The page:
According to a recent report by Britain’s Financial Conduct Authority, Banks and other financial institutions have turned down more than a million new customers and done away with 370,000 existing ones citing financial crime issues. The watchdog’s findings were drawn from its first yearly crime review that was based on surveys conducted relating to 2,100 regulated or financial firms up to December 2017. They properly displayed the magnitude of cybercrime in Britain’s largest economic sector.
Megan Butler, FCA’s executive director in charge of overseeing investment, wholesale and specialist companies, said that banks ought to arm themselves with advanced technology in the fight against crimes such as identity theft and phishing, which are currently the most popular fraud risks. Phishing entails fraudulent emails from an individual posing himself or herself as a bank or any other firm asking for people to reveal their credit card details or passwords.
In her speech, she emphasized the importance of technology in safeguarding institutions against financial crime, which has mostly shifted online. In fact, Megan went ahead to point out the statistic that 50% of all the crimes recorded in the United Kingdom are presently cybercrimes. Combating financial crime has emerged as the main priority for both the UK government and the FCA, especially now as they strive to protect the financial sector’s standing as Brexit approaches.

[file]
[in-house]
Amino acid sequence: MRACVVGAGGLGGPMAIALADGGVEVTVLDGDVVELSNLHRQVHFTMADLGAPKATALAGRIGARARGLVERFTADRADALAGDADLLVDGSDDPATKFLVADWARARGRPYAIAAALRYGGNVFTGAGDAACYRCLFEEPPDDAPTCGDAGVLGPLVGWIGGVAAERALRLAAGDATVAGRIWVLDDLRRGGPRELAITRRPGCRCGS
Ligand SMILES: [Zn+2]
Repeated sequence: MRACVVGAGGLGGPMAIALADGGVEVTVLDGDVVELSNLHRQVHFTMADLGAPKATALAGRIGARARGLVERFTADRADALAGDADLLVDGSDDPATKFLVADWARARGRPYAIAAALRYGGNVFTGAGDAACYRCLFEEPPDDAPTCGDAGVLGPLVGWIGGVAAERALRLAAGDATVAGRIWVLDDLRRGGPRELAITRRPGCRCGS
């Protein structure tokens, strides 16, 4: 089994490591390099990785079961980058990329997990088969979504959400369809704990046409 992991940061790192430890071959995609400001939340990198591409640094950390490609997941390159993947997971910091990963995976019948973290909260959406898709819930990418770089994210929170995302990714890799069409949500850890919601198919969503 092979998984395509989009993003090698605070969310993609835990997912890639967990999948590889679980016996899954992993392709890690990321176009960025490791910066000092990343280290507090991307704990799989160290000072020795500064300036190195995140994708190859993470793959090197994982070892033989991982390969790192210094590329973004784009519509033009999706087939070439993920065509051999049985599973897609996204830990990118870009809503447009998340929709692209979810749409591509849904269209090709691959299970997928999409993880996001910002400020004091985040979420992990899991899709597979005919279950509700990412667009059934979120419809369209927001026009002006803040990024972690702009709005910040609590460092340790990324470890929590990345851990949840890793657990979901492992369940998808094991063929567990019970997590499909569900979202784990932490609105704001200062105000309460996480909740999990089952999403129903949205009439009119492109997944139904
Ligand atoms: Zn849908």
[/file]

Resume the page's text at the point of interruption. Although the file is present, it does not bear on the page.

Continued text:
Since taking such drastic moves to curb financial crime, banks have elicited criticism, especially for denying companies and customers banking services without providing clear reasons. British banking institutions alone spend a whopping five billion pounds annually in an effort to fight financial crime, which is about a billion more than what the nation spends on prisons. Butler made these remarks during a conference about steps for countering money-laundering.
While speaking at FCA’s Cross-border Anti-Money Laundering TechSprint, Butler cautioned city firms from simply trying to address the problem through investing large sums of money. She reiterated her remarks by saying that there was no expectation on companies to spend funds in a bid to prove willingness to solve the problem. However, if they have innovations, technologies or methods that help them in combating crime, they ought to tell regulators. The ideal way to win this arms race, which seems to be heavily based on automation, is to turn technology against the criminals themselves.
For Butler, the next stage in the process of combating financial crime should be the application of intelligent technologies such as machine learning, natural language processing, robotics and artificial intelligence (AI). By doing so, firms will be in a better position to identify suspicious transactions in real time from transaction data and unstructured account. However, Butler said that this undertaking would not be easy, as numerous companies are utilizing legacy IT systems, some of which were created back in the 70s.
With banks recognizing their systems as the main problem, they have ended up spending a lot of money to upgrade systems in a bid to become extra digitally focused. For instance, JPMorgan spent over $9.5 billion on technology in 2016.